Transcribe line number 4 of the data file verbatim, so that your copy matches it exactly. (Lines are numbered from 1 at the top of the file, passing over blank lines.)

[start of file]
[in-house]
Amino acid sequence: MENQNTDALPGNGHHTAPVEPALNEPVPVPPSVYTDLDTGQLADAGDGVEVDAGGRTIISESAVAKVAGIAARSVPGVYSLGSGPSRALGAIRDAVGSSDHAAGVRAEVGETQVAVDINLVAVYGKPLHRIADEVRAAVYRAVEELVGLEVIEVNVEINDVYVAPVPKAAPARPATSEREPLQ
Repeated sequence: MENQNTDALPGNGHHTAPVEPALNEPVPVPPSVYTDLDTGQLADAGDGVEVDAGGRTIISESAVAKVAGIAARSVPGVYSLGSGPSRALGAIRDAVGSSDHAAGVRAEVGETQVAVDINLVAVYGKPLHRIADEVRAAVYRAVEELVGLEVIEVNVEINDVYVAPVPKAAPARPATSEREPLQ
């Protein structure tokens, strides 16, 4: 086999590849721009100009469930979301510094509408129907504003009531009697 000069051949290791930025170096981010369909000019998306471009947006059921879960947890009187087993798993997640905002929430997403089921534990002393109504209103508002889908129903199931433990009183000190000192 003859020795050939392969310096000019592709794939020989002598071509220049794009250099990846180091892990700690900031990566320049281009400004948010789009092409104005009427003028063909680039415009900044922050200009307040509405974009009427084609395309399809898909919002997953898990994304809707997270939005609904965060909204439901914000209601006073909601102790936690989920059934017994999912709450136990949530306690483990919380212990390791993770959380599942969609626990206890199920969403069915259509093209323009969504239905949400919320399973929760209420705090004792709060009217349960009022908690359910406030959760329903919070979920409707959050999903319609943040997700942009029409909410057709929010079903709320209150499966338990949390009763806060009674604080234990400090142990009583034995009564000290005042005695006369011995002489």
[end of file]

């Protein structure tokens, strides 16, 4: 086999590849721009100009469930979301510094509408129907504003009531009697 000069051949290791930025170096981010369909000019998306471009947006059921879960947890009187087993798993997640905002929430997403089921534990002393109504209103508002889908129903199931433990009183000190000192 003859020795050939392969310096000019592709794939020989002598071509220049794009250099990846180091892990700690900031990566320049281009400004948010789009092409104005009427003028063909680039415009900044922050200009307040509405974009009427084609395309399809898909919002997953898990994304809707997270939005609904965060909204439901914000209601006073909601102790936690989920059934017994999912709450136990949530306690483990919380212990390791993770959380599942969609626990206890199920969403069915259509093209323009969504239905949400919320399973929760209420705090004792709060009217349960009022908690359910406030959760329903919070979920409707959050999903319609943040997700942009029409909410057709929010079903709320209150499966338990949390009763806060009674604080234990400090142990009583034995009564000290005042005695006369011995002489």